“Don’t get seduced by the next shiny thing because you’ll get caught up chasing shiny things and that will keep you from addressing what you really need to accomplish.” – Joe Tripodi
We humans love shiny things as they provide a sense of distraction and attractiveness that allow us to for a brief (or prolonged) moment to avoid the more boring (code for hard) elements of our day-to-day work, writes Mark LeBusque.
One might even suggest we are always on the hunt for shiny things because we look for stories that suit the narratives we have running around in our heads. These stories are more often than not driven by a need to survive, source and sense danger to our existence. At times, they can help us practice the skilful art of work avoidance, or even worse give us an excuse for why things aren’t going according to plan.
Oh, and shiny things have an incredible ability to spread very quickly through the human population, either through word of mouth or media exposure (usually both).
You know exactly how it goes:
“Did you hear about the…?”
“We must get on top of the…”
“Our very survival depends on coming up with a strategy to combat the…”
The great resignation tsunami
One of the biggest shiny things right now is talk of “The Great Resignation”, or as I’ve also heard it called, the ‘Turnover Tsunami’.
Here’s some of the shininess (insert fearmongering) captured in some headlines:
- The Great Resignation Is Here And It’s Real – Inc.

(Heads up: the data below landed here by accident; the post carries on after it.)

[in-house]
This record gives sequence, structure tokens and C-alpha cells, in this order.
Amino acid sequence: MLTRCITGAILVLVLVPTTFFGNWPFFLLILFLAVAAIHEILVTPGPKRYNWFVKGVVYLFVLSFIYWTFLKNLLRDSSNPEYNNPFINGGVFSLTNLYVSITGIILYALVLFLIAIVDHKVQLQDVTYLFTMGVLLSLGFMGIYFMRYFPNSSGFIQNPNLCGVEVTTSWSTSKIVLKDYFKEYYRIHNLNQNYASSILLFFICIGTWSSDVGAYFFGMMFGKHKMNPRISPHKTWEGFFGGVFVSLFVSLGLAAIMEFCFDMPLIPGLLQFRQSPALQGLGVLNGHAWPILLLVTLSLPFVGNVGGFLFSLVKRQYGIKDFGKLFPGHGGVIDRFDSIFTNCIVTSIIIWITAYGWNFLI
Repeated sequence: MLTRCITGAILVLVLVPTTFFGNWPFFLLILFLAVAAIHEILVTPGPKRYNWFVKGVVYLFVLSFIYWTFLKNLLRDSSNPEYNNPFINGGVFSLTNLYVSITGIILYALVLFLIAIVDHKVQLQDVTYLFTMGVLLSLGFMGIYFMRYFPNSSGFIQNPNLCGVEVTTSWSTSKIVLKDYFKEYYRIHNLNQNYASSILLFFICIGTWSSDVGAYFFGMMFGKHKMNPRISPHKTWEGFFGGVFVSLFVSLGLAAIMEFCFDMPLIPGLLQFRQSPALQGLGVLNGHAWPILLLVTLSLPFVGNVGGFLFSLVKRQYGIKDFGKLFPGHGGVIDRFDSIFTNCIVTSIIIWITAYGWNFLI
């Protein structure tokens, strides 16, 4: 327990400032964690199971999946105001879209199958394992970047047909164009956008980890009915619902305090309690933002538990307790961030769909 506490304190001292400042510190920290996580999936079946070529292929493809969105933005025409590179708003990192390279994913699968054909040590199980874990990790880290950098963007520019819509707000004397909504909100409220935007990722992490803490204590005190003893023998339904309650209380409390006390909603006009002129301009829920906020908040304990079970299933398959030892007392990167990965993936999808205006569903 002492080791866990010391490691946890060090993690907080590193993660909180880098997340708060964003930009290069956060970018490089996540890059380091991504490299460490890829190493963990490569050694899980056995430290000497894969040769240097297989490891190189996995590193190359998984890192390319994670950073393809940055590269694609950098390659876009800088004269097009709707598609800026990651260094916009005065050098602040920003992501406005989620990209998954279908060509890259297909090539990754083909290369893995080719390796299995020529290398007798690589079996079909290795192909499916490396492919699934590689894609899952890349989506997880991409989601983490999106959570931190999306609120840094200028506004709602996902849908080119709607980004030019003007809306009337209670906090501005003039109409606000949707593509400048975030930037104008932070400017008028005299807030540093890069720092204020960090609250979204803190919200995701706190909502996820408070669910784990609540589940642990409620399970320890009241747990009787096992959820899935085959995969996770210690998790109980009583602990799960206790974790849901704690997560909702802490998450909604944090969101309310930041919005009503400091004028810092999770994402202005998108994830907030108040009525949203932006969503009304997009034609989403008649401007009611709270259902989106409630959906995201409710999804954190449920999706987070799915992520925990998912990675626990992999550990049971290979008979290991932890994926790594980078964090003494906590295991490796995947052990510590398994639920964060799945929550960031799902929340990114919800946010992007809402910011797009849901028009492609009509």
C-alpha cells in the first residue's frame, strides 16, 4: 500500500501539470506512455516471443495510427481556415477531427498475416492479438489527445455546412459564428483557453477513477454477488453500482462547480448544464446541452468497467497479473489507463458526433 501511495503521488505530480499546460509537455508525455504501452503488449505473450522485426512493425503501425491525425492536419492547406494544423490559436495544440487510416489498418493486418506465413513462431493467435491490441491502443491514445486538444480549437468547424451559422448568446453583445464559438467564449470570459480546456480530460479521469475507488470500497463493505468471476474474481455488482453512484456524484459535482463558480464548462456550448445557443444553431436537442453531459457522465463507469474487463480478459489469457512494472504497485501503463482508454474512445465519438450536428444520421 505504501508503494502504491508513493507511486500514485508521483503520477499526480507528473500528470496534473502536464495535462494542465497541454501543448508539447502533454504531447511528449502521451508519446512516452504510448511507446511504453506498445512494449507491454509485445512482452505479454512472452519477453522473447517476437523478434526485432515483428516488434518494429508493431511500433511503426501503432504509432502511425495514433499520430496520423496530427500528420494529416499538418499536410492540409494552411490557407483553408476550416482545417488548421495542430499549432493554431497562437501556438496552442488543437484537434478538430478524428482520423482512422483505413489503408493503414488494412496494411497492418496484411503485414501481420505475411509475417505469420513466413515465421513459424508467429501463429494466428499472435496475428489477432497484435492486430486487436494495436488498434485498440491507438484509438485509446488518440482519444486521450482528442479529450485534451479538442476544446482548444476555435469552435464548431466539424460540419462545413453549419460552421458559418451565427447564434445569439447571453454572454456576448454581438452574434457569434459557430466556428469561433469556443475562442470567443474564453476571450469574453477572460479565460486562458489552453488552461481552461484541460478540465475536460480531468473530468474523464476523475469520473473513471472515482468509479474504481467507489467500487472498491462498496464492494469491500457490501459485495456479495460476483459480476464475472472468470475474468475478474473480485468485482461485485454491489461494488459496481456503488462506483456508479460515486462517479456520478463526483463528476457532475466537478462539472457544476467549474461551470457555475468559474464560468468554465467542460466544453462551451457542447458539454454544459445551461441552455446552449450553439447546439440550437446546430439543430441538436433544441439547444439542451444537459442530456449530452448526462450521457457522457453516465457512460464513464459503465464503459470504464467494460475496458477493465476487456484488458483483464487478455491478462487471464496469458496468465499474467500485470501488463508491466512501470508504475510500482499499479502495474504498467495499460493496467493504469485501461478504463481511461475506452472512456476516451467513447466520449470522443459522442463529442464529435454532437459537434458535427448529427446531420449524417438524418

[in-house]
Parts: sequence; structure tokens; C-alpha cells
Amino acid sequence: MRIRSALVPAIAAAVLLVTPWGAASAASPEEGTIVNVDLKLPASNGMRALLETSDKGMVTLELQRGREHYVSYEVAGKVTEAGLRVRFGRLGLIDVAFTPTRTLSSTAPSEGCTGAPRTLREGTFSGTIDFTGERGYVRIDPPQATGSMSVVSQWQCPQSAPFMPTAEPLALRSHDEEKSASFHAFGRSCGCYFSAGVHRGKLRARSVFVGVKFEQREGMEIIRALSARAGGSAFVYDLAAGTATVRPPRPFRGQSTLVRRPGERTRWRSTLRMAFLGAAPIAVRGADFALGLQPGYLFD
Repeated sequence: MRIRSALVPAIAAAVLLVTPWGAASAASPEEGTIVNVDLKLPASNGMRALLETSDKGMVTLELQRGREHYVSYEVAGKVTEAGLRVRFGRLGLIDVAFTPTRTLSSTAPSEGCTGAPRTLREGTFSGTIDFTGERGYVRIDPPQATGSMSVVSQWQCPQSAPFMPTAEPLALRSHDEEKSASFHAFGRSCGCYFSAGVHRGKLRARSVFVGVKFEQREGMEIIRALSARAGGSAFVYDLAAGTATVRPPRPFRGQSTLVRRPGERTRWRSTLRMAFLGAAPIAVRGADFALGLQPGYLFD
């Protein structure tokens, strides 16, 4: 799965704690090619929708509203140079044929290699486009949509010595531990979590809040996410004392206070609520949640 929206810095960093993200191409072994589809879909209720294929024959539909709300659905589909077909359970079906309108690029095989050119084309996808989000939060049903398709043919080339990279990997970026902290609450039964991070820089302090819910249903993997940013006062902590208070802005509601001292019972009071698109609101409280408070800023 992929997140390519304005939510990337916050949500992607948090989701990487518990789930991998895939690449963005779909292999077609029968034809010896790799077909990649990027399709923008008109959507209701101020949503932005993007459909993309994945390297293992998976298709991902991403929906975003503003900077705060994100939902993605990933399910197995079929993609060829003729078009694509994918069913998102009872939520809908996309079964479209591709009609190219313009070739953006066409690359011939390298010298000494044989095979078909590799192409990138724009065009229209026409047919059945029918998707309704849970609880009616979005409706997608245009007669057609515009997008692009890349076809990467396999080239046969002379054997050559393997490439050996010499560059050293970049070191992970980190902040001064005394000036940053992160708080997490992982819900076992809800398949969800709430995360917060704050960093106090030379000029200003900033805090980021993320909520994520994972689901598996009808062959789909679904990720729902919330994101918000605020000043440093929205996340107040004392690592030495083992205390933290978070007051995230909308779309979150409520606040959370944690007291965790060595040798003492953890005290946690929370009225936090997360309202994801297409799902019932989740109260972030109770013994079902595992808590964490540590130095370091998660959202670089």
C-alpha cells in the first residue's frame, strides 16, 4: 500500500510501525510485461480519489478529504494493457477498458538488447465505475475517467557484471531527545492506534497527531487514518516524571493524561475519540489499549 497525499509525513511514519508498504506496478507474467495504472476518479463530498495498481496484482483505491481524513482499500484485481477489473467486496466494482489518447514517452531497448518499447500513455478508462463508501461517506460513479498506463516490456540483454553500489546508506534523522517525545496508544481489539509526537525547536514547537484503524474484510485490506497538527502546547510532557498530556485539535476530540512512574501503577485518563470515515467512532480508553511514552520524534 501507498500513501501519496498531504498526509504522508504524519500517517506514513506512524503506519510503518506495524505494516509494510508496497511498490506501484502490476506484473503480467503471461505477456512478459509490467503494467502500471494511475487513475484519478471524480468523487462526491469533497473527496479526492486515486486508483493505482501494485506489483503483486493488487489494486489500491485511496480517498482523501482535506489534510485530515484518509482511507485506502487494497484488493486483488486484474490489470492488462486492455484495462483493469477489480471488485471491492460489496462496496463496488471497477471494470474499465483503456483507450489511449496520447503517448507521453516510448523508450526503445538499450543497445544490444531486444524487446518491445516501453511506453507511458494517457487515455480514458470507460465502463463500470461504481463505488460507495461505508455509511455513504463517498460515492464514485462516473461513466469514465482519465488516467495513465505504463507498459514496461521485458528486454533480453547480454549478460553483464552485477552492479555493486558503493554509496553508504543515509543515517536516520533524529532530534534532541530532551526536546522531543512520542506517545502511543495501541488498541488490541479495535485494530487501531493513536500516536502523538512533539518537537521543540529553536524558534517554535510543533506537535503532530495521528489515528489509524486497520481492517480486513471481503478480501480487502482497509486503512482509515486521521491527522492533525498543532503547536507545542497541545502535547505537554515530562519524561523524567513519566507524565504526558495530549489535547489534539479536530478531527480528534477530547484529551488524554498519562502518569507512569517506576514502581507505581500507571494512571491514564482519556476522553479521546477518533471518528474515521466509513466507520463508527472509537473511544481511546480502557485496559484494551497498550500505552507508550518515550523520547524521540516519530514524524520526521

- The Great Resignation Is Here And No-one Is Prepared – WIRED UK
- The Great Resignation – How Employers Drove Workers To Quit – BBC
- Employers Fear Effects of The Great Resignation – Business Wire
- Great Resignation Waves Coming for Companies – Axios
- Should You Join The Great Resignation Club? – Jessie Vee
If you are a manager, business owner or Head of People and Culture, is it time to panic and start chasing shiny things because of a sample of one- or two-months data on resignations, or a survey on intentions to resign have become the newest and shiniest ‘shiny thing’?
In his article called It’s not the ‘Great Resignation’ but the ‘Great Reprioritisation’ Scott Dust offers this – “The other commonly cited statistic behind the assumption of the Great Resignation is that as many as 95% of the workforce is considering leaving their organization. It’s important to note that considering is not the same as actually leaving, and the fact that employees have an eye out for new opportunities has been the norm since LinkedIn became a household name”.
Is it a time to also be wary of ‘consultants bearing gifts’ in the form of surveys and strategies to ensure that your business is not decimated in a mass exodus through ‘The Great Resignation’ or ‘Turnover Tsunami’? I think they wrap it up in a neat little bundle and call it ‘futureproofing’ your business.
While you’re at it, also be wary of taking the easy option here and justifying that people may be leaving your organisation 100% due to the fallout from the pandemic as this is another way of avoiding the work of understanding your part in the mess.
Whilst there has been a spike in resignations and intentions to resign, it is also worth noting that although the ‘Great Resignation’ or the ‘Turnover Tsunami’ is a topic that has emerged during the pandemic:
- Average turnover rates have been increasing across all organisation sizes ever since 2015
- Burnout has been rising for years despite the pandemic – Fifty-three per cent of Millennials were already burned-out pre-pandemic (Indeed)
- Disengagement rates have increased since 2013
- On average, in Australia, an individual changes their careers five to seven times within their lifetime.
If you’ve missed the hullabaloo, and chosen not to be distracted by shiny things, or deflect your part in the mess to a convenient global excuse, then it may be that you have been addressing the real work and to that I say congratulations!
So, my question to you is a simple one:
Is there really a great resignation or have you been caught in the trap of going after the next shiny thing?